CRISPR Cas-9 genome editing: A legal and ethical overview
We are on the verge of the next revolution, one that will happen within us.
The tool that will enable that revolution is CRISPR Cas-9 (CRISPR is the acronym for Clustered Regularly Interspaced Short Palindromic Repeats).
To put it simply, CRISPR is a system that makes it possible to cut a cell’s genome at a desired location, allowing existing genes to be removed and new ones to be added.
The technique was discovered in the 1960s, but it was not until 2018 when a Chinese scientist modified a human embryo for the first time. Although genetic engineering in microorganisms, plants and animals is fairly ethically acceptable nowadays, the ethics of the application of the CRISPR-Cas-9 are often questioned. The potential consequences of the technology might be so irreversible that it has become surrounded by big ethical and legal issues.
So the question is, is the use of CRISPR interference with nature or a cure for all diseases?
He Jiankui, the scientist who made the first genome-edited babies in order to reduce the risk of HIV infection, faced widespread criticism. His research was suspended by the Chinese authorities. He was found guilty of forging documents and unethical conduct and sentenced to three years in prison. He also faced a fine of 3 million yuan (approximately £330,000).
On the other hand, we must confront the ‘industrial revolution of the genome’. The opportunities are as significant as the ethical uncertainties. Biohackers around the world even experiment at home. The former NASA biochemist Josiah Zayner was the first to use the technology and injected the DIY gene therapy into his left arm, live-streaming the procedure on the internet. He even published a free guide for enthusiasts who want to undertake the experiment themselves. Zayner argues that being able to control what genes we have is a human right.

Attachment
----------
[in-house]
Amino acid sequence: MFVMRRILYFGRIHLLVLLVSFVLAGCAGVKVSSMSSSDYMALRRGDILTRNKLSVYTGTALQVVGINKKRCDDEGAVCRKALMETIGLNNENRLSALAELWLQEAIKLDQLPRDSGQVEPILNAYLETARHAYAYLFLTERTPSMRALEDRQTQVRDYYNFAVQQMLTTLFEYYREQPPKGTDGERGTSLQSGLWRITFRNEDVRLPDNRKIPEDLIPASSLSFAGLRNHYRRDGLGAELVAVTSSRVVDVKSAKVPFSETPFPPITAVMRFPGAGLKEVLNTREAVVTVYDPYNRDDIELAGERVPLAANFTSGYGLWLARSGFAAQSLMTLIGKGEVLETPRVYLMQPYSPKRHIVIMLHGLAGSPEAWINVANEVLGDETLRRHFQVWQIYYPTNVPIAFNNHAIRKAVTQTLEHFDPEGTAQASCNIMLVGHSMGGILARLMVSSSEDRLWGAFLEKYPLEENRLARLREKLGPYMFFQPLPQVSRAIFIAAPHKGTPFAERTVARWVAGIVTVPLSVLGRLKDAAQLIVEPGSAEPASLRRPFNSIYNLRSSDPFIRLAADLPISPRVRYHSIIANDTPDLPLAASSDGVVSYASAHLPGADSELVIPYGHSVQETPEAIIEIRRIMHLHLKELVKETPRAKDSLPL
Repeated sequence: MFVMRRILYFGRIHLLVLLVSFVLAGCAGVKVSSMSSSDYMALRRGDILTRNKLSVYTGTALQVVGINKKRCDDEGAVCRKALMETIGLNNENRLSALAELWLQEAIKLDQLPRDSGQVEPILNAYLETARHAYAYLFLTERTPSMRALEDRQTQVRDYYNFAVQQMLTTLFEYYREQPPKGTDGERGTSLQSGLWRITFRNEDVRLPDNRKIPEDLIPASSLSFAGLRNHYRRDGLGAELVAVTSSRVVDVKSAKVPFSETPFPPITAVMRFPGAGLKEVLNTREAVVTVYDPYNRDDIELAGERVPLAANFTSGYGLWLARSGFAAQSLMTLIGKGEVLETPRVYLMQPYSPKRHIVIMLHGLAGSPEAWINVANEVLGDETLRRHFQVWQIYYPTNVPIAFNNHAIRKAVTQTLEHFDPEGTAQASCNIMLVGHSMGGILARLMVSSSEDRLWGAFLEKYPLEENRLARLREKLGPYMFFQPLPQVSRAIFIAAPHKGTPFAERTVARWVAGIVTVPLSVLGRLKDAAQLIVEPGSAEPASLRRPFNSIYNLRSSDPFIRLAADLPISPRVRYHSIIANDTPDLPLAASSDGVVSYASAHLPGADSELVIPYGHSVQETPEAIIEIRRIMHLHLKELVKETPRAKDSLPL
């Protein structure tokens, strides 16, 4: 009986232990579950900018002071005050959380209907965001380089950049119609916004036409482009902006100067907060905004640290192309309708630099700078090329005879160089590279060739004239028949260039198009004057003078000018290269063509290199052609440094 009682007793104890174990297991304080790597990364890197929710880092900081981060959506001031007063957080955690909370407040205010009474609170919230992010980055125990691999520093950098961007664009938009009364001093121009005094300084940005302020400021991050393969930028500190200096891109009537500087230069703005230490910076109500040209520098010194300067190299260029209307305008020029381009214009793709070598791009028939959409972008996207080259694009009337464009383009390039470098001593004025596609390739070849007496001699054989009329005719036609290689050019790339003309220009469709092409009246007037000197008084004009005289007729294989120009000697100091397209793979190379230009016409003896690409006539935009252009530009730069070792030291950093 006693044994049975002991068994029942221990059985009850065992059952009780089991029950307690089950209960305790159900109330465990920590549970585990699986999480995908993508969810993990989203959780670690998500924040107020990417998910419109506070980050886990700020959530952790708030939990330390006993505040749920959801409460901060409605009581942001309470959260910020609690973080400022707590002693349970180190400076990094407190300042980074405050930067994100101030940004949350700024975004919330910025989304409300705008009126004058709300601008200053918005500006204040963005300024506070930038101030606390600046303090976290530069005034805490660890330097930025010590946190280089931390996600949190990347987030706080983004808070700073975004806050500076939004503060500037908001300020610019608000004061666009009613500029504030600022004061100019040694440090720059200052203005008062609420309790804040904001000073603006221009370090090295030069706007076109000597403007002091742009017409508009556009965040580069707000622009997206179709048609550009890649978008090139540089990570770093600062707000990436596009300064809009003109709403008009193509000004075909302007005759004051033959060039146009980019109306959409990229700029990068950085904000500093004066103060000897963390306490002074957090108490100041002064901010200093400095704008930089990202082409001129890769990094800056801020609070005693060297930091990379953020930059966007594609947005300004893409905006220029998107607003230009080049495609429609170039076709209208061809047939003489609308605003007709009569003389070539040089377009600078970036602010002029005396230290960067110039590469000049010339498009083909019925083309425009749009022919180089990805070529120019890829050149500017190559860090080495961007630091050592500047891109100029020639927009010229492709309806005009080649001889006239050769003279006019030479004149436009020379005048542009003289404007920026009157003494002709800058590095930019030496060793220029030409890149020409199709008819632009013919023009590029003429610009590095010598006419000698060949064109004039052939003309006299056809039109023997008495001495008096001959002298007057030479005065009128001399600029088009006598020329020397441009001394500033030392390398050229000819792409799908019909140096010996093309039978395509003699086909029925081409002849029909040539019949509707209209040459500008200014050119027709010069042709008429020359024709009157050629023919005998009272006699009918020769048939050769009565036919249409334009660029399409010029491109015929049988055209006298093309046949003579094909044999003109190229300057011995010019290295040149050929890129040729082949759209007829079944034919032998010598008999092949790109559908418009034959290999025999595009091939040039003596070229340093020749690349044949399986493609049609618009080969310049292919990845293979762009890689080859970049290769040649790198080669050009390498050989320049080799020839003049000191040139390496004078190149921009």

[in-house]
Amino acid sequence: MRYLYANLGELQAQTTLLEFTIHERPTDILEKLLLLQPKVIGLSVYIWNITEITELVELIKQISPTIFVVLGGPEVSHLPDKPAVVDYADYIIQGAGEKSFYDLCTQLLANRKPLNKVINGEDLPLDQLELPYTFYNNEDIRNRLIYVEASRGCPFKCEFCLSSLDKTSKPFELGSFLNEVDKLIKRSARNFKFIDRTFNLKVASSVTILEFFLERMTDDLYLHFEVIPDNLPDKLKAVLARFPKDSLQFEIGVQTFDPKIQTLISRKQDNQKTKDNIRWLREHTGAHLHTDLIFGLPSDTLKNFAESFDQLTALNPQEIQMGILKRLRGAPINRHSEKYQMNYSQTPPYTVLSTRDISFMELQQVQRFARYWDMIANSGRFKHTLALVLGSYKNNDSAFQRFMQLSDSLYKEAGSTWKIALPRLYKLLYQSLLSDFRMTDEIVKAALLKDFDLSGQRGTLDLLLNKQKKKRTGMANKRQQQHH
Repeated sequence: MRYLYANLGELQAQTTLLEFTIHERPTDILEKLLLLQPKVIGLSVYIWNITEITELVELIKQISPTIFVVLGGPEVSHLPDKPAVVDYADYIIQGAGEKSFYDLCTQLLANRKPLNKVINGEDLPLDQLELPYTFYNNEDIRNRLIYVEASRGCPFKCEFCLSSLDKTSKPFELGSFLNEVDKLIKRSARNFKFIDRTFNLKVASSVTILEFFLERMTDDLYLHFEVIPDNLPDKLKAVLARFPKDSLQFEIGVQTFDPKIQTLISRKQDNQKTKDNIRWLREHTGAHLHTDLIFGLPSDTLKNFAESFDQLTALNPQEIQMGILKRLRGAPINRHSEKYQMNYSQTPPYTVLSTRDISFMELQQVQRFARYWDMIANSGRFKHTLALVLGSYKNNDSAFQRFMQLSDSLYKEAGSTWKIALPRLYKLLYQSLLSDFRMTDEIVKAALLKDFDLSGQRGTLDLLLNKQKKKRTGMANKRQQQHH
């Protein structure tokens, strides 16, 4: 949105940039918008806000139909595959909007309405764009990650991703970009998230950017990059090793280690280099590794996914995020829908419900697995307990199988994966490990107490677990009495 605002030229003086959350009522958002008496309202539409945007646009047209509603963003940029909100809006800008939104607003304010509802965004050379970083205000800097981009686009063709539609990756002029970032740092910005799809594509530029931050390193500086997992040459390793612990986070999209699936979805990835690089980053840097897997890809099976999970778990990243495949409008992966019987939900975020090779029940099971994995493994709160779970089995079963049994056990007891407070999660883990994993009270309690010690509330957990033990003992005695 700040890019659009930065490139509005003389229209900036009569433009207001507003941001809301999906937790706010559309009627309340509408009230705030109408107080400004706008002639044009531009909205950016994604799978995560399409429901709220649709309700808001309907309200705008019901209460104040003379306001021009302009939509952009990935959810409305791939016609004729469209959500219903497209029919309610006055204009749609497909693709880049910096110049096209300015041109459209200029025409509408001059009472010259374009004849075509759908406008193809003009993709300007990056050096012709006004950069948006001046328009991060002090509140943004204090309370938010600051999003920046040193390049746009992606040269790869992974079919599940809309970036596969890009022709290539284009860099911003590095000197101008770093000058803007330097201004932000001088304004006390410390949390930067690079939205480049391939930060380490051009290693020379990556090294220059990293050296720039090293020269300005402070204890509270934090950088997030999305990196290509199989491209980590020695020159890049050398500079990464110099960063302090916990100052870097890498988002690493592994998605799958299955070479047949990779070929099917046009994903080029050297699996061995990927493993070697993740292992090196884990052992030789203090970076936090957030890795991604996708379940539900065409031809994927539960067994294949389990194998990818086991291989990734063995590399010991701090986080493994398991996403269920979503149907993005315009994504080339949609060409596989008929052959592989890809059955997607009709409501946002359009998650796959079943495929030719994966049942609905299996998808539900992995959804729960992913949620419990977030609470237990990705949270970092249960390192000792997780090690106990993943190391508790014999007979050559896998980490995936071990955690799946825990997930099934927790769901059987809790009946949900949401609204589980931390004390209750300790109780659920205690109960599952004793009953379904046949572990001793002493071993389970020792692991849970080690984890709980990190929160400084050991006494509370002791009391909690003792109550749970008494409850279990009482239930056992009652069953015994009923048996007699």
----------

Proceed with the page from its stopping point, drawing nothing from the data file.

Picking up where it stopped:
Sceptics, however, have concerns over the use of CRISPR, including the implications of creating “designer babies” or “super humans”. They argue it might create greater societal inequalities – The technology might not be distributed equally and only the rich will gain access to it.
The legal and regulatory issues surrounding CRISPR are also significant.To date, there is no internationally valid regulatory framework for CRISPR; currently each country decides for itself how to regulate and control the new technology.
The European Union has developed a legal framework based on Directive 2001/18/EC, which regulates the use of genetic engineering technology. However, there is a debate questioning whether an organism manipulated by CRISPR is really a genetically modified one because there is no insertion of foreign DNA, but only altering of the existing genome. There is still little clarity on the topic.
Other countries like Canada prohibit human germline editing. The 2004 Assisted Human Reproduction Act criminalises the use of the technology and it is punishable by fines of 500,000 Canadian dollars and the possibility of up to 10 years in jail. The Act has come into force following the public’s negative reaction when researchers produced a cloned sheep named Dolly in 1996.
The situation in Germany is similar under the 1990 Embryo Protection Act. It bans the use of embryos for research and experiments. By contrast, France The country has ratified the Oviedo Convention, which states that “An intervention seeking to modify the human genome may only be undertaken for preventive, diagnostic, or therapeutic purposes and only if its aim is not to introduce any modification in the genome of any descendants”.
China has revised its Civil Code which will include the following clause: ‘Experiments on genes in adults or embryos that endanger human health or violate ethical norms can accordingly be seen as a violation of a person’s fundamental rights’. This version of the Code is expected to be adopted in March 2020.
The issues around CRISPR are controversial, challenging, thought-provoking and philosophical. The technology could be revolutionary, but also an ethical minefield. And as Arthur Caplan, a bioethicist at New York University, puts it:“For one of the most important experiments you could do in the history of eugenics, we’re stepping off the ethical cliff with no ropes or safeguards or protections.”